The claim that there are no atheists in foxholes has been around for a long time, but it became especially popular after the terrorist attacks in the United States on September 11, 2001. For theists it may be natural to assume that such a thing is true, but it's not. Just as there have surely been atheists who converted to theism, there are plenty of atheists who haven't - and plenty of theists who became atheists after facing situations like war. Have you faced death and remained an atheist? Share Your Story
No reason to implore deities
- One of the primary reasons why I was vested with the title with which I now post this is because I operated as a part of a private personal security firm that assisted the needy with their emergencies, given that those emergencies, for one reason or another, 'fell through the cracks' of traditional emergency response. Although most of the situations to which I was subsequently a part were mundane, I eventually came to see a number of terrifying incidents and life-threatening encounters. I never saw a reason to implore any kind of god of gods; perhaps my penchant for honesty would serve as a greater impetus than some, but I refused to believe in anything for which there was insufficient evidence. I saw it no different than simply lying, even if I didn't know for sure that gods did not exist. The fact that a great abundance of the wrongdoers against whom I found myself was comprised of theists didn't help the case for an all-loving deity, either. Empathy is more important than gods.
- Not been in a foxhole but as Christopher Hitchens said. There are no atheists on death row either.
- —Guest Mark
Tragedy strikes regardless of faith.
- In 2010 I cared for my mother in the last stages of colon cancer. My mother refused treatment for her cancer and the colitis that led to it, because she believed she could pray herself well. That if she just had enough faith that "GOD" would hear her and she would be healed. My mother was a good person. She would literally give a stranger the shirt off of her back. She is dead. Her faith and her god didn't save her.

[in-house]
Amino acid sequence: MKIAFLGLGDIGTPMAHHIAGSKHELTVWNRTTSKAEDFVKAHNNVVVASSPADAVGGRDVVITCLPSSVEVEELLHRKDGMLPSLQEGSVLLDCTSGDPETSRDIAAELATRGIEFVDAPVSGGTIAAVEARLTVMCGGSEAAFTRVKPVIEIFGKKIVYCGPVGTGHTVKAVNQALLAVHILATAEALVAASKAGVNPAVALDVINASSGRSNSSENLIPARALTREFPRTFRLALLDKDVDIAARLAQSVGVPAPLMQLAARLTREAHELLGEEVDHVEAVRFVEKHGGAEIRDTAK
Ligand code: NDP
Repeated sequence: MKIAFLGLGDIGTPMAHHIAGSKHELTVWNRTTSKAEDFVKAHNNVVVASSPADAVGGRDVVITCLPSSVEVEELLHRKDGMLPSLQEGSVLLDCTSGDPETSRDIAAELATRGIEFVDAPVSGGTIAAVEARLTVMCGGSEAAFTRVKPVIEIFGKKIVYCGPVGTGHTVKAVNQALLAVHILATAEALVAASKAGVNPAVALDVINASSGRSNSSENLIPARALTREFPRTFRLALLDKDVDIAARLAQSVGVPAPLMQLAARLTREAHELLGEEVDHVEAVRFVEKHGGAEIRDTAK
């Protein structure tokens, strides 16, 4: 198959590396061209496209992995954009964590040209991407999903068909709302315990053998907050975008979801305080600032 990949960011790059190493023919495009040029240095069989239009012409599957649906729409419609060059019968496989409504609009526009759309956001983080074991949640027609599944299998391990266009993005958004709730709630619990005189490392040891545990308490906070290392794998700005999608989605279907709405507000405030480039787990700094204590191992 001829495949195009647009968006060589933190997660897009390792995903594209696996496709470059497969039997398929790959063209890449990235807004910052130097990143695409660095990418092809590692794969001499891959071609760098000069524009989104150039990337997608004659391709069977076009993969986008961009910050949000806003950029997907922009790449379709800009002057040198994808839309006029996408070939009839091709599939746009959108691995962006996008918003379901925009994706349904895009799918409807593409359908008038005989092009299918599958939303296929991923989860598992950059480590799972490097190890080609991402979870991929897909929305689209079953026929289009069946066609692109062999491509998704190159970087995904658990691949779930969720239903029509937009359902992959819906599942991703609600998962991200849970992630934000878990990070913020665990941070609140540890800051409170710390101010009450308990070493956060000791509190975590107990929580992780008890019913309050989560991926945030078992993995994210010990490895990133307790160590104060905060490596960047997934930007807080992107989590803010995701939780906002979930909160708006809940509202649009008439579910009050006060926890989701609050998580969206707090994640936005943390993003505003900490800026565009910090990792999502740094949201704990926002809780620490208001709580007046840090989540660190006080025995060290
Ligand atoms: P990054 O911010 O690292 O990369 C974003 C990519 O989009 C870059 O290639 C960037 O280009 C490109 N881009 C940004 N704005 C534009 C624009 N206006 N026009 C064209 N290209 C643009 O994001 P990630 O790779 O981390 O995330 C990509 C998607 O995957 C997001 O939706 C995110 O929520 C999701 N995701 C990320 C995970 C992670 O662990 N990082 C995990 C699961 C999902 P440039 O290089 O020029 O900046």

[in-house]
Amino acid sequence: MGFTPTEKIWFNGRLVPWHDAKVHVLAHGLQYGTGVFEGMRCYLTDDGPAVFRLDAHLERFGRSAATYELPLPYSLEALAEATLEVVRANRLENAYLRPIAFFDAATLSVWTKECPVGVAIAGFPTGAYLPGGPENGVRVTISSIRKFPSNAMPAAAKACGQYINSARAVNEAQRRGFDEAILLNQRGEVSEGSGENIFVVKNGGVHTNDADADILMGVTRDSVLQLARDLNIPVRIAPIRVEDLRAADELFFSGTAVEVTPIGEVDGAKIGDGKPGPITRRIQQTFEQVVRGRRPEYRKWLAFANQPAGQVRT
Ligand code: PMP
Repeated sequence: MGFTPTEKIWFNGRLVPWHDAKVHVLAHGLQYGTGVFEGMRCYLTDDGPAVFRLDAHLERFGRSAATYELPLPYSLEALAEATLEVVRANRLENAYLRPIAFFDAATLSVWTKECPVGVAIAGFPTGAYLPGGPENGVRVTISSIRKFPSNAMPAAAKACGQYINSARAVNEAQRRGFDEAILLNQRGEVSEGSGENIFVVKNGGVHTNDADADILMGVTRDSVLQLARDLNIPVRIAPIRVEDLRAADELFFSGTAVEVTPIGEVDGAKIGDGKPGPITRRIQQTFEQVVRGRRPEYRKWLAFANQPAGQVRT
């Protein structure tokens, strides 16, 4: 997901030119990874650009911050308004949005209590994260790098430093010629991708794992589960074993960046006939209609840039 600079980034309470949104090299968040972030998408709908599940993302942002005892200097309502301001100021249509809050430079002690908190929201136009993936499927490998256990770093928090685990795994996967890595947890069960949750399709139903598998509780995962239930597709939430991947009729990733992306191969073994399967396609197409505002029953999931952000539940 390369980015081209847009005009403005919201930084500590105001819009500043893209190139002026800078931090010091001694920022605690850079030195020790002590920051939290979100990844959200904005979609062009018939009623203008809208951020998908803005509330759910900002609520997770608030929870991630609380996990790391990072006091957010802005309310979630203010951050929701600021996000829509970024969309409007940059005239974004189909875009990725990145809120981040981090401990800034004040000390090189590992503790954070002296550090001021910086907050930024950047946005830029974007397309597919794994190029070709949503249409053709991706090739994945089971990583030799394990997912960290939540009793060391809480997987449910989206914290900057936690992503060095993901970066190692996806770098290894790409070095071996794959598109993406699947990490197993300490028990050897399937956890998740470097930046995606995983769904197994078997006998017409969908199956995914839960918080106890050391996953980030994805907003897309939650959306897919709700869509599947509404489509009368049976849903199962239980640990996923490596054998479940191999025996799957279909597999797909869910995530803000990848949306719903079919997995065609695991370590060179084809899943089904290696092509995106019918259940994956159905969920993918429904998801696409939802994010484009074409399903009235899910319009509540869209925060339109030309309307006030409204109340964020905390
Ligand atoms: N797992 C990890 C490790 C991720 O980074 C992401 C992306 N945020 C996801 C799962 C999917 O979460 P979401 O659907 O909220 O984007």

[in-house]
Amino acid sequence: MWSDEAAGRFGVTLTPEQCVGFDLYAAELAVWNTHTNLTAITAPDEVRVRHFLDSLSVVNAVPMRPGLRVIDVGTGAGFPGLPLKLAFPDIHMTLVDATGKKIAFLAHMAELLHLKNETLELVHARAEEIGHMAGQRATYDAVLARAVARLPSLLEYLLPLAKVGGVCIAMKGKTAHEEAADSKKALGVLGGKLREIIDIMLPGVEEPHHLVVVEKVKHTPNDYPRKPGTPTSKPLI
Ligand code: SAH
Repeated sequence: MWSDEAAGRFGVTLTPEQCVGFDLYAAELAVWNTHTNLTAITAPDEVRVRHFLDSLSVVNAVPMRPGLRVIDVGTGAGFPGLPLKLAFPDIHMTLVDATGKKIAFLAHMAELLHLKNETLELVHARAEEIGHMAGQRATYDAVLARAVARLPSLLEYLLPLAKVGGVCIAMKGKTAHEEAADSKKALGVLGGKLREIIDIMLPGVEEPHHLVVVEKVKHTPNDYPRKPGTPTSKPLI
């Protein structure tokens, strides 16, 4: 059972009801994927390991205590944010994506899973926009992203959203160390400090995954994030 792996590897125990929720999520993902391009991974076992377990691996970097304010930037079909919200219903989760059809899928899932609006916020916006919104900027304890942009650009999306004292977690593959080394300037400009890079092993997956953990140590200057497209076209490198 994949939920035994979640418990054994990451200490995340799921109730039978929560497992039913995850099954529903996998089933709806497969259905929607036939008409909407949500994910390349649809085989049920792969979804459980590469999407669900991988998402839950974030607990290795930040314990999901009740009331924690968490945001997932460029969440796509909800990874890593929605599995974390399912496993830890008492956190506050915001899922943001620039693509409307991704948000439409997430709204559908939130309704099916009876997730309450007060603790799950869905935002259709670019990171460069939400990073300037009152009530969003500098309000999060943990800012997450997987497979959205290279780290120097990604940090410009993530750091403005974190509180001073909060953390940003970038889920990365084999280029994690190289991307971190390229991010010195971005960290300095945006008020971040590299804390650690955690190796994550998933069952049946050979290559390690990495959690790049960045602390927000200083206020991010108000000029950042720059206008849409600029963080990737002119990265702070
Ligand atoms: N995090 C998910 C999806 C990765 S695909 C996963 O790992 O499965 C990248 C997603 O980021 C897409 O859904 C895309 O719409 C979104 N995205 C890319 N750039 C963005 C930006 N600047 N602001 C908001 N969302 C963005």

At no time during my mother's last days did I join her in her belief. I changed her diapers combed her hair clipped her nails and read to her. I cooked and cleaned and took care of her business. I convinced her to make a will even though she didn't believe she would need one and I watched my mother die. I wished that I could have convinced her that she should take care of herself instead of trusting in a fairy tale to do it for her. Maybe she would still be here.
- —Guest menotme
Why do you need foxhole protection?
- If you truly believe, then why do you need the protection of a foxhole?
- —Guest Commentor
There Certainly Are Atheists In Foxholes
- i have never believed in a deity. this is not for want of trying, but the more i educated myself about religion, the less likely it seemed that i would ever believe. i simply cannot believe in gods, and especially the ghastly tyrant of monotheism. 2 years ago, my supposedly cured cancer returned and is now incurable and 100% fatal. i have felt no desire to look for any metaphysical causes or meaning for my ilness, and no desire to pray to a god, or hope for supernatural healing. why would i? i am living each day fully and as a free person.